Pope Francis, Europe and human rights

In a short, four-hour visit to Strasbourg, Pope Francis delivered speeches to both the European Parliament and the Council of Europe. The BBC and other media outlets picked up the comments in the third paragraph of his speech to the Parliament on the world’s perception of the EU as “somewhat elderly and haggard Europe”,

“As the European Union has expanded, the world itself has become more complex and ever changing; increasingly interconnected and global, it has, as a consequence, become less and less ‘Eurocentric’. Despite a larger and stronger Union, Europe seems to give the impression of being somewhat elderly and haggard, feeling less and less a protagonist in a world which frequently regards it with aloofness, mistrust and even, at times, suspicion.”

However, the press release of the European Parliament was more upbeat, and its summary of the Pope’s speech stated:

“Safeguarding human dignity was a key theme of the formal address delivered by Pope Francis to Members of the European Parliament on Tuesday. Immigration, protecting the environment, and promoting human rights and democracy were among the topics stressed in a speech that enjoined “Europe to rediscover the best of itself”.

Although the press release of the Council of Europe was restricted to the formalities and background to the meeting, it contains useful links to the Holy See’s role in the CoE, the conventions it has signed and/or ratified, and the partial agreements in which it is a member/an observer.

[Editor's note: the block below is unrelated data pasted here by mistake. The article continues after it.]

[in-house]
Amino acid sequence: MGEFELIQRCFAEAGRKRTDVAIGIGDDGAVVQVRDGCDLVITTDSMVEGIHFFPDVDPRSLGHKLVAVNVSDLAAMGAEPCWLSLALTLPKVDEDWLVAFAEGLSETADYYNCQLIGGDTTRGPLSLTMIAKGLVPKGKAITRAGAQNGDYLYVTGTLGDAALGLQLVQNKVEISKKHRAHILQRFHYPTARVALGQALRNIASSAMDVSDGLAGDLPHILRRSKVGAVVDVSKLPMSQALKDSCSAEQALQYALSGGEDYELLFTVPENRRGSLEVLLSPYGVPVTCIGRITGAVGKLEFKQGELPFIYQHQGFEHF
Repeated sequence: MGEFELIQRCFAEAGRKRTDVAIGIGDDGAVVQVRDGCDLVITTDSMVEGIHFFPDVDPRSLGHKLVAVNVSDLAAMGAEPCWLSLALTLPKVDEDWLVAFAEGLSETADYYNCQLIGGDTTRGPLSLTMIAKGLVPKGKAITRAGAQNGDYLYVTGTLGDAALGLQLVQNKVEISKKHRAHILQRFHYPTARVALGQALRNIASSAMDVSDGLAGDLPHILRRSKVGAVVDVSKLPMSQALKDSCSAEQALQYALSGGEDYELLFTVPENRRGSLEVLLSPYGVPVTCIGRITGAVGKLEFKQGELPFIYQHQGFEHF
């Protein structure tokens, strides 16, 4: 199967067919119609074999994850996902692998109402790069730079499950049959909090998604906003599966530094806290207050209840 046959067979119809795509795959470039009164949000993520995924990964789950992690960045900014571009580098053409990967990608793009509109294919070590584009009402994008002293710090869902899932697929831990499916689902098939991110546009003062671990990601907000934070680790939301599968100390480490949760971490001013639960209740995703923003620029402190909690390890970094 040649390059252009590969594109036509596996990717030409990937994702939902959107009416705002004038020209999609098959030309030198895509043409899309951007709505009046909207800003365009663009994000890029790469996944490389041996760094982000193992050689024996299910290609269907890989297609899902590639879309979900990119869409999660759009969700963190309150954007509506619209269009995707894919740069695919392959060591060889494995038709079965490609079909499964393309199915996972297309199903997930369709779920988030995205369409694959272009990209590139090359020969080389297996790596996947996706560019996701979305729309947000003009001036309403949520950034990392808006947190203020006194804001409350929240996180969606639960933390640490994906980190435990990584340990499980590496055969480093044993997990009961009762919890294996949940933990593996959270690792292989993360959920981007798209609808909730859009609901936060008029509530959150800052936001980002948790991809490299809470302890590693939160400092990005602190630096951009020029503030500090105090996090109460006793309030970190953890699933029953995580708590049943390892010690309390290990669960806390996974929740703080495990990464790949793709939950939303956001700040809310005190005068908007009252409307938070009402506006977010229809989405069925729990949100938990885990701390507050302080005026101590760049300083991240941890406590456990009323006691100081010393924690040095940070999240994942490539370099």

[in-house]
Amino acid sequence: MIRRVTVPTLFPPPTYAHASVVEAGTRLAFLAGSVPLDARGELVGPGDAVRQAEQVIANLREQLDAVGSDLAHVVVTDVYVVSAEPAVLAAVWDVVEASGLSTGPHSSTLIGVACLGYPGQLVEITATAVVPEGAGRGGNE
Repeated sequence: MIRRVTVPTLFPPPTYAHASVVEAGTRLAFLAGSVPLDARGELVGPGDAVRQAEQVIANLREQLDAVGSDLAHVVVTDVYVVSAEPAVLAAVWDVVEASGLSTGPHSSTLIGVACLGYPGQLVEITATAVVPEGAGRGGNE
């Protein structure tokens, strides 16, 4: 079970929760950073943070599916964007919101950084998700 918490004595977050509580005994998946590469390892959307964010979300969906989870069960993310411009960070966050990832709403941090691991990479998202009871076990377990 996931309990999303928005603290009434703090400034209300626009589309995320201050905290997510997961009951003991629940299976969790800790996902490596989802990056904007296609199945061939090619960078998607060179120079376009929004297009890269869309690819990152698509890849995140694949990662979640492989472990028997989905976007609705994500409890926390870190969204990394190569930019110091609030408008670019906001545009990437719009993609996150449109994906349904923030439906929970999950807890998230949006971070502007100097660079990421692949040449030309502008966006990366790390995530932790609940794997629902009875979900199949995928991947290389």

With regard to human rights, he said in his speech to the European Parliament:

“Promoting the dignity of the person means recognizing that he or she possesses inalienable rights which no one may take away arbitrarily, much less for the sake of economic interests. At the same time, however, care must be taken not to fall into certain errors which can arise from a misunderstanding of the concept of human rights and from its misuse. Today there is a tendency to claim ever broader individual rights; underlying this is a conception of the human person as detached from all social and anthropological contexts, as if the person were a “monad” (μονάς), increasingly unconcerned with other surrounding ‘monads’. The equally essential and complementary concept of duty no longer seems to be linked to such a concept of rights. As a result, the rights of the individual are upheld, without regard for the fact that each human being is part of a social context wherein his or her rights and duties are bound up with those of others and with the common good of society itself,”

and at the Council of Europe,

“It also needs to be kept in mind that apart from the pursuit of truth, each individual becomes the criterion for measuring himself and his own actions. The way is thus opened to a subjectivistic assertion of rights, so that the concept of human rights, which has an intrinsically universal import, is replaced by an individualistic conception of rights. This leads to an effective lack of concern for others and favours that globalization of indifference born of selfishness, the result of a conception of man incapable of embracing the truth and living an authentic social dimension.


“I think particularly of the role of the European Court of Human Rights, which in some way represents the conscience of Europe with regard to those rights. I express my hope that this conscience will continue to mature, not through a simple consensus between parties, but as the result of efforts to build on those deep roots which are the bases on which the founders of contemporary Europe determined to build.”